Negotiators for the National Football League and the striking NFL Players Association met in secrecy today for 15 hours and were to meet all night with mediator Sam Kagel as the NFL's first regular-season strike entered its 23rd day.
Kagel imposed a news blackout for the time the mediation effort is in progress, but there were no tangible signs of progress in the dispute, which has been at a virtual stalemate since last February.
However, representatives of both sides said they were prepared to bargain around the clock to resolve the stalemate and Kagel was said to have informed the parties to be prepared for four days to a week of continuous bargaining.
Asked this afternoon if he would call for 24-hour bargaining, Kagel said, "If we need to, we will."
Although Kagel, a private attorney and veteran mediator and arbitrator from San Francisco, has forbidden either side to make any public comments while the mediation is going on, he did agree to brief the news media once daily in the late afternoon on how the talks were progressing. Today he said only, "The parties have had extended meetings with me. Both last night and, of course, beginning this morning and this afternoon. And we expect to go into the evening.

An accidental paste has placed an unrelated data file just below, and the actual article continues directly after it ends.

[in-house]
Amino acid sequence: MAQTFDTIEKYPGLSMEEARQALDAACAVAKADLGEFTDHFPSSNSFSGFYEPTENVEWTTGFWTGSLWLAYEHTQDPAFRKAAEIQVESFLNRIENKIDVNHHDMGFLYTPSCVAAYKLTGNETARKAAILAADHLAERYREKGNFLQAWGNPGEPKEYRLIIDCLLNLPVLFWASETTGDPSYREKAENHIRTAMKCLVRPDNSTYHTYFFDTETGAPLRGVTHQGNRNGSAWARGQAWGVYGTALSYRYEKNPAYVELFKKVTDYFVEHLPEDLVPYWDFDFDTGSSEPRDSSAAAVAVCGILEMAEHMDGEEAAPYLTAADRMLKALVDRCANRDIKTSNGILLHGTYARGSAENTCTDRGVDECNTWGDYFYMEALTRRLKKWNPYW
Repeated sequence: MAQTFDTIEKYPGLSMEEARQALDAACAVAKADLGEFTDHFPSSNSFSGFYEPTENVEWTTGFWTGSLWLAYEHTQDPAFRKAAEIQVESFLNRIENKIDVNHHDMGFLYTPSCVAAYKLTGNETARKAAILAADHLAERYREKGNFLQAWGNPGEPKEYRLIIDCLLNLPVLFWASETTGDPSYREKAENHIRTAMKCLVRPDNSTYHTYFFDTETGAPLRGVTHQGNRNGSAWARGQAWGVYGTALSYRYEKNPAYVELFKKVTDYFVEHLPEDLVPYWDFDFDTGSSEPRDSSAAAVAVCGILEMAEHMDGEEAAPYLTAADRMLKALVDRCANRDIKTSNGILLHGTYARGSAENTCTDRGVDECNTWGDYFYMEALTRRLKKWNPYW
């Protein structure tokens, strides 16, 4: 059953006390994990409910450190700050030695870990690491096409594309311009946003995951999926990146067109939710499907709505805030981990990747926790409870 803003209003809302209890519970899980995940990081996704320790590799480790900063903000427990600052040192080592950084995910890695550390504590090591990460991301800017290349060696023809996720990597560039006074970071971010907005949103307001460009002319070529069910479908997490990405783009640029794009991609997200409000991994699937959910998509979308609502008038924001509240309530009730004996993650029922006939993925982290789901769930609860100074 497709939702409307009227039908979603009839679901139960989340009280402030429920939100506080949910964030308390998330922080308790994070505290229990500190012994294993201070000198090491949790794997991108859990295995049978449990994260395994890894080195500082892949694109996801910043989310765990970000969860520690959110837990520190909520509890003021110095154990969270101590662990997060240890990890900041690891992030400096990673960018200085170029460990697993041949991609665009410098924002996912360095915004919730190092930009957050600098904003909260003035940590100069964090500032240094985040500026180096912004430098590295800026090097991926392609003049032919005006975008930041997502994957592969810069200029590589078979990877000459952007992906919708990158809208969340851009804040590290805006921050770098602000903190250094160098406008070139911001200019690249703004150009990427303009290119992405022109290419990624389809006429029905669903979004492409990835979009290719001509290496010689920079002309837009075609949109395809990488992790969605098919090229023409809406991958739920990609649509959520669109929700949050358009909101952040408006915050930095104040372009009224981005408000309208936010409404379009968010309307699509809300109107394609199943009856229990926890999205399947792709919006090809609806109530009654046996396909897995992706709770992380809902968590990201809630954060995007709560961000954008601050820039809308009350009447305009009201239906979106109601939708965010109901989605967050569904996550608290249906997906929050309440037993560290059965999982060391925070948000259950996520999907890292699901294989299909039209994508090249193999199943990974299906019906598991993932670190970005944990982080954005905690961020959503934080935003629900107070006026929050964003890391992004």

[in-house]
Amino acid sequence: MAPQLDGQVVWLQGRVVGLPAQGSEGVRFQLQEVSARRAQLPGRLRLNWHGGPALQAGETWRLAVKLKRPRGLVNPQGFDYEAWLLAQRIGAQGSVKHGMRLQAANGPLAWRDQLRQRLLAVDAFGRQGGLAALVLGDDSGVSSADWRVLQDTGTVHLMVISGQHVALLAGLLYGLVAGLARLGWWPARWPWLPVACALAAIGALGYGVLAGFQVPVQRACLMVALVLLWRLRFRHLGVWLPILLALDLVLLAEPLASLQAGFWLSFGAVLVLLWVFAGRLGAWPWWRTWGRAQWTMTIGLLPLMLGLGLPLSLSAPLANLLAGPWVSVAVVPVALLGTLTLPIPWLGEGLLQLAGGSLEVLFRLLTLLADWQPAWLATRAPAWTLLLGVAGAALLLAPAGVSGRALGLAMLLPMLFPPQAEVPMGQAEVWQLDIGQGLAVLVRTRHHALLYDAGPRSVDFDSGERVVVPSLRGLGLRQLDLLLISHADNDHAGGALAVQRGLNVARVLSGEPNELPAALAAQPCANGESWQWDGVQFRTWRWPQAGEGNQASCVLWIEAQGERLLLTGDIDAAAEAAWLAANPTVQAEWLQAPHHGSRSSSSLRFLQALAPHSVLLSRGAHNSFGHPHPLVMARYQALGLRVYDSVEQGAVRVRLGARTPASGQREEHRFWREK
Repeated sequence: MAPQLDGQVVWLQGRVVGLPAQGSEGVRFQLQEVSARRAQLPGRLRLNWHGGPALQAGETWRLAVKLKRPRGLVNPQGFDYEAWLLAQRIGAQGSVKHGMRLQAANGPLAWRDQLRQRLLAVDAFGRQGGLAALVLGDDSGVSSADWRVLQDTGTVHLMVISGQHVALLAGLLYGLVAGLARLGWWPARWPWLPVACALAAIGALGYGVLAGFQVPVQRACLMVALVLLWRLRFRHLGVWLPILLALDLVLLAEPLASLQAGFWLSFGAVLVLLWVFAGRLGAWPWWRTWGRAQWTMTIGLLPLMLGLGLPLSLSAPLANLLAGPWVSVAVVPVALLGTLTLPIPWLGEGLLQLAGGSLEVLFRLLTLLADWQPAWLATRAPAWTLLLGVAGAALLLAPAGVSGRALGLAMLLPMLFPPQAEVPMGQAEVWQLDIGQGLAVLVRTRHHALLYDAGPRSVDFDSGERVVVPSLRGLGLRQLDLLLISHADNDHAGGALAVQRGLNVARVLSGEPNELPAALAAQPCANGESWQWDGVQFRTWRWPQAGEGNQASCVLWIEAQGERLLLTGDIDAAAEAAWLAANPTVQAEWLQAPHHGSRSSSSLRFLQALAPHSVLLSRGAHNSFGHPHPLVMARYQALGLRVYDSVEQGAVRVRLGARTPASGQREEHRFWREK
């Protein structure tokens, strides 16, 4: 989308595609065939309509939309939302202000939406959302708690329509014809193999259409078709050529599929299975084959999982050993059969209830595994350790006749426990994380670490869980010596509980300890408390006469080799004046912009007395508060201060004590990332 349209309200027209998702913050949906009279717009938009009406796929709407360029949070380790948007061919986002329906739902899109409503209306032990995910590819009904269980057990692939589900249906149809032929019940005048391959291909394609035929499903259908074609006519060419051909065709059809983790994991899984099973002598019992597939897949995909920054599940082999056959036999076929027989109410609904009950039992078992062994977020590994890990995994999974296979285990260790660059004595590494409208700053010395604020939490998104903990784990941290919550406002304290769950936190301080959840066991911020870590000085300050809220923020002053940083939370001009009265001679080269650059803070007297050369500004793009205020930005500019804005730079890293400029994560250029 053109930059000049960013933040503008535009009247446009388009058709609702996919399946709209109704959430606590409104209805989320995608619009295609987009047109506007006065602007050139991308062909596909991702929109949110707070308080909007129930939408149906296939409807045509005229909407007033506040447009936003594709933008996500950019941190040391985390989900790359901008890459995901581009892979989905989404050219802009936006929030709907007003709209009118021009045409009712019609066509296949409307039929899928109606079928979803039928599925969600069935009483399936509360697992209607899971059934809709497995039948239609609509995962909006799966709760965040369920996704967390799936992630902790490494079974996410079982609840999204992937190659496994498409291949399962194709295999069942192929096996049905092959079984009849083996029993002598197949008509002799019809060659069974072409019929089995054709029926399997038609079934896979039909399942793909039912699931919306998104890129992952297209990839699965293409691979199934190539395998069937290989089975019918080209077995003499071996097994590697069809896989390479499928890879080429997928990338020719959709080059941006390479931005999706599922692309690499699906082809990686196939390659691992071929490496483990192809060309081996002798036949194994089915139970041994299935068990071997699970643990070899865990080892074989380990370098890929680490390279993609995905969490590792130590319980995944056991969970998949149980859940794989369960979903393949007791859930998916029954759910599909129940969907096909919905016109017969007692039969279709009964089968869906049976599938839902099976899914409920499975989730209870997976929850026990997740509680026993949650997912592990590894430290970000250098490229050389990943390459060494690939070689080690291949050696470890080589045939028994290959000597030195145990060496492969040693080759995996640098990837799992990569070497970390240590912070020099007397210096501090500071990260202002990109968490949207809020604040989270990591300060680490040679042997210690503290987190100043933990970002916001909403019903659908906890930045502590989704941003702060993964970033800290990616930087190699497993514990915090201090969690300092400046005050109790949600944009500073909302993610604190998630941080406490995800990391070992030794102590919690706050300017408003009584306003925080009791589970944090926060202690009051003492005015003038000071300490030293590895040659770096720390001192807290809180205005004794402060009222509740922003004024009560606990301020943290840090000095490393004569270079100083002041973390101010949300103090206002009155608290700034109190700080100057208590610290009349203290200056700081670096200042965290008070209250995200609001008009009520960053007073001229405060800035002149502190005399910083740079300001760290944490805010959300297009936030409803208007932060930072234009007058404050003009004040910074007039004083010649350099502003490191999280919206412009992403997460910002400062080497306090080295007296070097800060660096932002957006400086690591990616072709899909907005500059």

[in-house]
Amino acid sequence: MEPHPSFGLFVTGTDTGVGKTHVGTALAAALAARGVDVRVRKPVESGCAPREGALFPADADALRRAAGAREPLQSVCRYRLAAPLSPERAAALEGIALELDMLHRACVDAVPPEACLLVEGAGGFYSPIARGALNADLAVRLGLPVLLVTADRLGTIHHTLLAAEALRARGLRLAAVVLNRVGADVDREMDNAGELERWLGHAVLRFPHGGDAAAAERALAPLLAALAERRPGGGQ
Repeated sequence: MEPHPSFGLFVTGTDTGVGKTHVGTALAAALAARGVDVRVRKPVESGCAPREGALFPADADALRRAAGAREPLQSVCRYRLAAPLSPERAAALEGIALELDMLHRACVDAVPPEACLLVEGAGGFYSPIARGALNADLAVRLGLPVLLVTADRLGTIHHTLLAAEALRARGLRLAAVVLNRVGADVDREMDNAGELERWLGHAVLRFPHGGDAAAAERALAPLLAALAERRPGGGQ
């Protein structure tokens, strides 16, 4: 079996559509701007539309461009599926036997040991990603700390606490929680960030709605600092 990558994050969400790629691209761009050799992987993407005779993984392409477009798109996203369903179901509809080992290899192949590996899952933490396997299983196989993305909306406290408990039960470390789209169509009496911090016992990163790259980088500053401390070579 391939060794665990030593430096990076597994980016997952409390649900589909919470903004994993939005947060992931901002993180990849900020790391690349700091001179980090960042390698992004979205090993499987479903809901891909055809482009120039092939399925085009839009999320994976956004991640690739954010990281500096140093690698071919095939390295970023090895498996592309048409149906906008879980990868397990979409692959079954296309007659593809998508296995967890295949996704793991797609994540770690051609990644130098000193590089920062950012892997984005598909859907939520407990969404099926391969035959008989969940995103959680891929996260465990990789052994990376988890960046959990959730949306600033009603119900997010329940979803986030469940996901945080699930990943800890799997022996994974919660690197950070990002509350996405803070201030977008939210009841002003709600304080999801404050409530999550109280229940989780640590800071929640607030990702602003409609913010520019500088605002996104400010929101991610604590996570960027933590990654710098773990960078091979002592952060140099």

"And the specific statement is that the parties' proposals and counterproposals on all issues are being reviewed and discussed in depth and this process will continue."
Kagel, a gnome-like, bearded, pipe-smoking man of 73 who plays basketball to keep in shape, met initially today with the NFLPA's full negotiating committee. That included Ed Garvey, executive director of the union; Gene Upshaw of the Los Angeles Raiders, its president; lawyers Dick Berthelsen and Joseph A. Yablonski; Mike Duberstein, economist; three player representatives -- Tom Condon of the Kansas City Chiefs, Mark Murphy of the Washington Redskins and Stan White of the Detroit Lions, and Leonard Lindquist of Minneapolis, the senior partner in Garvey's old law firm.
After a discussion of the union's position, Kagel then met separately with the management side: Jack Donlan, the executive director of the NFL Management Council; Sargent Karch, general counsel; Vincent Lombardi, assistant executive director; Terry Bledsoe, assistant general manager of the New York Giants, and Steve Guttman, secretary-treasurer of the New York Jets. After exploring the management position, Kagel met again with Donlan, Garvey, Karch and Upshaw to map out an agenda for the mediating process.
There was no indication whether the discussions would move first to the main stumbling block or attempt to tackle side issues first. The primary issue is the players' demand that a trust fund be set up to pay them on a seniority-based scale with performance incentive bonuses -- and management's opposition to that concept.
The mediation process, the first full-scale attempt to resolve the dispute across the bargaining table since talks broke off in Washington Oct. 2, is being held at the Hunt Valley Inn in this Baltimore suburb.